San Diego Criminal Defense Attorneys – Since 1978
Since 1971, Samuel Spital is a former Deputy Attorney General, California Department of Justice. Since 1978, a criminal defense lawyer. 2007-2018 recipient of the Client’s Choice Award. Premier San Diego criminal defense lawyer for all juvenile and adult criminal cases, from investigation, arrest, pre-filing, arraignment & trial thru appeal in California and Federal Courts, including but not limited to the following sub-practice areas:
- Arrest & Bench Warrants
- Assault Charges
- Battery Crimes
- Drug Crimes
State & Federal Charges
- DUI Crimes
- Expungements & Dismissals
- Federal Crimes
- Felony Crimes
- Juvenile Crimes
- Misdemeanor Crimes
- Sex Crimes
- Theft & Burglary Charges
- Violent Crimes
- White Collar Crimes
Fraud & Embezzlement
If you are investigated, arrested, charged with and convicted of any criminal offense, whether misdemeanor or felony, there are both direct and unintended consequences. Click here to learn more about the consequences in San Diego criminal defense cases.
We Want to Protect, Assert & Defend Your Rights!
While the government has unlimited financial resources to prosecute their cases, and we may be outnumbered by their lawyers and staff, we are not outsmarted. If we are retained as your criminal defense attorney, we will protect, assert and defend your rights at every stage of your criminal case, from the initial police contact, law enforcement interrogations, police or sheriff detention, citation or notice of violation and arrest. Thereafter, from the first Court proceeding and arraignment, through to the end of your criminal case involving the sentencing, post-sentencing proceedings such as a Petition for Reconsideration and post conviction Appeal, we are here for you. Contact us when you want an experienced criminal defense lawyer. We care about your personal, emotional and financial needs; we are here for you!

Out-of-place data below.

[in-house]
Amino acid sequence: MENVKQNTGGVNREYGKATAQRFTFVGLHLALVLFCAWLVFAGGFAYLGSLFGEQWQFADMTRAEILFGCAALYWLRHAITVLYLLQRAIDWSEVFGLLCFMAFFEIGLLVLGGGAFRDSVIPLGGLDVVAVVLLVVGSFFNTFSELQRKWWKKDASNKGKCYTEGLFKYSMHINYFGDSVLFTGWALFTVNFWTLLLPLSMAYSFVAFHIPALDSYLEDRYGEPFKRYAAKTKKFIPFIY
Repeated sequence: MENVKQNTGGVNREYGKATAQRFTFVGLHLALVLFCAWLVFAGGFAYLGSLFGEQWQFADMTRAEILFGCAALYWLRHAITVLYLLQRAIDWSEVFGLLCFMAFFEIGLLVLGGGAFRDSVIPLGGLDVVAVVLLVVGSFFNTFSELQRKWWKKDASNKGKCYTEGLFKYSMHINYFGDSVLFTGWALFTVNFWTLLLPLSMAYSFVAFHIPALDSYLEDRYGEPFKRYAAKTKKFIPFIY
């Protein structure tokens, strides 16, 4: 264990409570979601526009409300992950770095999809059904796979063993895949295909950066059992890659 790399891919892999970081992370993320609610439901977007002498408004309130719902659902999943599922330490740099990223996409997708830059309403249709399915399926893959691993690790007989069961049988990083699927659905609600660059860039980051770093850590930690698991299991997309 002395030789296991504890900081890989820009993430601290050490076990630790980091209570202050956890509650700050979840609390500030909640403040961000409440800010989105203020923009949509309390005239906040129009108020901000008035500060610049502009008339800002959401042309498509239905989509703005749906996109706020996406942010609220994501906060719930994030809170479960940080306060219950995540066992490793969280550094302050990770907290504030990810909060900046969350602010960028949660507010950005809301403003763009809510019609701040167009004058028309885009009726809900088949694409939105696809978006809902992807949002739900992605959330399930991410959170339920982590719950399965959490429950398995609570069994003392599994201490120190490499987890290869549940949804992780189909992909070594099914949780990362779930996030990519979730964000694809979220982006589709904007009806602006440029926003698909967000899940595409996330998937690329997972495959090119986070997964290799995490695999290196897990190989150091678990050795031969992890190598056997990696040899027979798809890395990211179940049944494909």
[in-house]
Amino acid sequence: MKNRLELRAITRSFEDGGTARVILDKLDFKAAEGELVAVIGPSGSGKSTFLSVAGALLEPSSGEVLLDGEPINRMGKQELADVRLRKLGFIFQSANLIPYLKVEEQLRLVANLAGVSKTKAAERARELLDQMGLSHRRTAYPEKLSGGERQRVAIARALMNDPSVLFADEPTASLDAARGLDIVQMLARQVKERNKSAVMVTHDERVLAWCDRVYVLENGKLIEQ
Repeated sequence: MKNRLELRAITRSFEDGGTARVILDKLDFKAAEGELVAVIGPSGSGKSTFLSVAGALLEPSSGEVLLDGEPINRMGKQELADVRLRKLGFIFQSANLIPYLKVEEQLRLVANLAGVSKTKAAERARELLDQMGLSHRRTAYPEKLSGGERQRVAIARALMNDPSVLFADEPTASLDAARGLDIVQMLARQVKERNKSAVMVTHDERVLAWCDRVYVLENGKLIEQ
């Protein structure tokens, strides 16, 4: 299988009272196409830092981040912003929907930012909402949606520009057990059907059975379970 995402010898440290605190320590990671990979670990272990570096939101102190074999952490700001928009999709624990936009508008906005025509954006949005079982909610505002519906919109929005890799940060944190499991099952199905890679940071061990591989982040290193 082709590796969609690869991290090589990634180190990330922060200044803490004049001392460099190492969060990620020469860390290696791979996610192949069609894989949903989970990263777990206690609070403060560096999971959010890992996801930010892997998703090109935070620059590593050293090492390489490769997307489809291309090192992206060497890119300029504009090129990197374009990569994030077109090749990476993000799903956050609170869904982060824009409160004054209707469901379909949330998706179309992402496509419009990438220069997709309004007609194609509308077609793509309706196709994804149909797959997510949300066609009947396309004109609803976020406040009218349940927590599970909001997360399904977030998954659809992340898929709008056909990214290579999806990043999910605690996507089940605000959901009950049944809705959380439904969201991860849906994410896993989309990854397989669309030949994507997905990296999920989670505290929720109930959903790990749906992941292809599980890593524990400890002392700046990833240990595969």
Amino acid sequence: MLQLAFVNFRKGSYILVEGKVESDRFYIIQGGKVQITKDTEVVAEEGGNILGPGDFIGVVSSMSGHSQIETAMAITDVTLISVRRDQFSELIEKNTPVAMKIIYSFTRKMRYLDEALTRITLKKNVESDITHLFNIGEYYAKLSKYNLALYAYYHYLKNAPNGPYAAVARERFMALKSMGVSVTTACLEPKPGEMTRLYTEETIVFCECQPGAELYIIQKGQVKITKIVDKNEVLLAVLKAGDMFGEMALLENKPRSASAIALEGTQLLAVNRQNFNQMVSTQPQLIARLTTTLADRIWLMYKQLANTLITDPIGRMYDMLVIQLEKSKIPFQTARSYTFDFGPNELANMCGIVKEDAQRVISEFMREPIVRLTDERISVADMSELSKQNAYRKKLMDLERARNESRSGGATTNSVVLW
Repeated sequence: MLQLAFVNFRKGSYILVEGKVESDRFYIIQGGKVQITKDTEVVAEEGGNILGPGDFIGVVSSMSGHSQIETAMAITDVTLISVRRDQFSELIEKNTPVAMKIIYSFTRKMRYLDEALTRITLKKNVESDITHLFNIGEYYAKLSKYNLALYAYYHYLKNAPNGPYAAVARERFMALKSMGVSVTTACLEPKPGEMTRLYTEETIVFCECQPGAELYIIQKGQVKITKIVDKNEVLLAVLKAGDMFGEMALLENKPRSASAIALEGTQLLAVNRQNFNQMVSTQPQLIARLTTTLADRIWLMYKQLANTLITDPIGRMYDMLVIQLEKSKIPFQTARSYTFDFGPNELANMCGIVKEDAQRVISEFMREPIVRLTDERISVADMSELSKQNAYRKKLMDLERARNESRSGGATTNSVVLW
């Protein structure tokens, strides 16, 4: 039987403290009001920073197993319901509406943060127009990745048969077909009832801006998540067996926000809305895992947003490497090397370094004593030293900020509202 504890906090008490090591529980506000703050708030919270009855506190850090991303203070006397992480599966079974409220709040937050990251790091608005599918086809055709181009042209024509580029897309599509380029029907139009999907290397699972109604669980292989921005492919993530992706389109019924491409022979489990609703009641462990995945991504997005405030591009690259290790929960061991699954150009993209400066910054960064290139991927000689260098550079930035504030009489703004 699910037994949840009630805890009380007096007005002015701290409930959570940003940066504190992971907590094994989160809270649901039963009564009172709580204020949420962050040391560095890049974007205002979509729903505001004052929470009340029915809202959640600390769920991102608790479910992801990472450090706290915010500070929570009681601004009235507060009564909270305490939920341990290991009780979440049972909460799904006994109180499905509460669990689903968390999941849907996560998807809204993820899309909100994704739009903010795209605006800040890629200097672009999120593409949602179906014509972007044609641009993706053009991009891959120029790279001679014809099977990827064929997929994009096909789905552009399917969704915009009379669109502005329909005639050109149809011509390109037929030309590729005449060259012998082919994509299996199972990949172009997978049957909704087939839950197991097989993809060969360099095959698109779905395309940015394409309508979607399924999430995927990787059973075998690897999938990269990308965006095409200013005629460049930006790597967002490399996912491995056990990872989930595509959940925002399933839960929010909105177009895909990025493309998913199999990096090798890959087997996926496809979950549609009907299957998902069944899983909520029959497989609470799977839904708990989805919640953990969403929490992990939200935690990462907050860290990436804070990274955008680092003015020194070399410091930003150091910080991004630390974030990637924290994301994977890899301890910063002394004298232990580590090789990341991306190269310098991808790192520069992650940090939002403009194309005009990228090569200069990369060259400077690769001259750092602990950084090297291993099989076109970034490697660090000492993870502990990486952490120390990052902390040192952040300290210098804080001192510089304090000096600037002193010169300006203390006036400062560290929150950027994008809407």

Did the Officer Really Have Probable Cause to Arrest You?
Once a police officer or Sheriff has identified someone as a suspect, they will attempt to make an arrest. Before law enforcement can arrest anyone, however, the Fourth Amendment to the U.S. Constitution requires they have probable cause to make an arrest. Probable cause is the standard the Court will use to determine if there was a lawful arrest. The fundamental rule relies on a person of ordinary caution and prudence as the standard, who must have a strong suspicion of a person’s guilt before a person is taken into custody.
If a witness to a crime makes a verbal complaint to a law enforcement officer, that may be deemed sufficient to support probable cause. On the other hand, if there is insufficient evidence at the scene, law enforcement may only detain a person to conduct a brief investigation. Essentially, a police officer or sheriff must have either a reasonable suspicion that a crime was committed, is currently being committed or is about to be committed in order to arrest a suspect without a warrant This means a law enforcement officer has to articulate the underlying circumstances and specific facts to support his or her finding of reasonable suspicion. In the event you have been arrested without probable cause, as your criminal lawyer we will file the appropriate legal documents to have your case dismissed.